I suppose some will say I asked for the trouble, but I wish to go on record to note that there were several other mothers on that playground who said and did nothing while this went on. I like to think they would have at least taken my baby if Momma Bear had actually taken a swing at me… Thus do I confess to being one of those moms who- *gasp!*- tells other kids to knock it off when the situation warrants it.
When kids are little (say, two and under), I know there is a certain amount of taking stuff and maybe some pushing. In these cases, I would give my child the words to use before directly interfering. Something like, “Ouch! Don’t hit! Hitting hurts!” The point is to begin showing our kids that even if each family operates differently, there have to be general standards of conduct that they can use to measure acceptability of conduct. I want my kids to know that we love them enough to not let others mistreat them. I want them to grow in a strong self-respect that won’t let others mistreat them even if their parents aren’t around to intervene. I want to lay the foundations of decency in them that won’t allow them to just stand aside, mute, while people around them are being mistreated, whether strangers or not.
Tasha Schlake Festel
I am a fairly permissive parent. I let my kids explore the world, discover their strengths and express their independence. There aren't a lot of rules in my house besides the basics: always use manners, no hitting, no chewing with your mouth open, clean up after yourself (including toys, craft supplies, and dishes after a meal), no talking to Mom when she's on Facebook. Pretty standard fare.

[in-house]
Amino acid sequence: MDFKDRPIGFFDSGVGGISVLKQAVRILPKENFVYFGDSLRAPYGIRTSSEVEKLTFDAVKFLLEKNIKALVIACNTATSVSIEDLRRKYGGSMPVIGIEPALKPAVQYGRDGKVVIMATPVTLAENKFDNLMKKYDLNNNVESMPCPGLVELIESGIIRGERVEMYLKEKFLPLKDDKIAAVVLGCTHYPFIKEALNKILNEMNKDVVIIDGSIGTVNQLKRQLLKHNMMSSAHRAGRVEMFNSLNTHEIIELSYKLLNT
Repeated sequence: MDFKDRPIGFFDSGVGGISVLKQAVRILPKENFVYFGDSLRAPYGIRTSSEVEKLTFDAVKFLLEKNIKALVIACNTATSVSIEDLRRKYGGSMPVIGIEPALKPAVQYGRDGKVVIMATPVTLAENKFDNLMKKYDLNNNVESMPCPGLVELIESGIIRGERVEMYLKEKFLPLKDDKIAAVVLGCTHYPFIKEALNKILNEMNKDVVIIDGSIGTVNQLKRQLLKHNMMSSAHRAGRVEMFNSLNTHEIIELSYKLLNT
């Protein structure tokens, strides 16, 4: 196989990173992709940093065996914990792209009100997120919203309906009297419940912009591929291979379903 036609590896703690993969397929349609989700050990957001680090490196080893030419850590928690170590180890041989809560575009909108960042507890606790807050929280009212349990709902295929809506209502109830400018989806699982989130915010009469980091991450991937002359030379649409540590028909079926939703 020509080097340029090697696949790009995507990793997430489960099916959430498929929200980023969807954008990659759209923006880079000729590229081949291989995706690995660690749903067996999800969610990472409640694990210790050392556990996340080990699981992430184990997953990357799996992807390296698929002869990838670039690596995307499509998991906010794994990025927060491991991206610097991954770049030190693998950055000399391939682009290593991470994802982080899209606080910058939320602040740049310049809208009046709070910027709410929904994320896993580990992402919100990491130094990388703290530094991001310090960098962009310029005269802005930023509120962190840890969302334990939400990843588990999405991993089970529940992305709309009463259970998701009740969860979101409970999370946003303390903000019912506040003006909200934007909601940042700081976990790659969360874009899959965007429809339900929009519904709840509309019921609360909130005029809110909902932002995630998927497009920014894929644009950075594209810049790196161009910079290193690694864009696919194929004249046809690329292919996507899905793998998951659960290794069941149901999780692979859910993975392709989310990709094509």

So, when the kids have friends over, I hold them to the same basic standards of behavior that I do for my own children. I figure if my kids can do it, any kid can do it. In general, I think that kids rise to the occasion. They like to please and like to know what is expected of them. They like boundaries. (They also like pushing those boundaries, but that is another story entirely.)
Any kid in my house will, first and foremost, speak to me with respect. I will not tolerate attitude or rudeness. I don't accept backtalk, and I will scold for sassiness. I joke around with my kids' friends plenty and we're pretty informal, but there is a line, and I have no problem letting any kid know when they have crossed it. I am not mean, but I will absolutely tell any child - no matter their age or the relationship I have with their parents - that they should "try that again with manners" or watch their tone. In general, it just takes once and the kids get it. Like I said, they like boundaries and to know what is expected of them.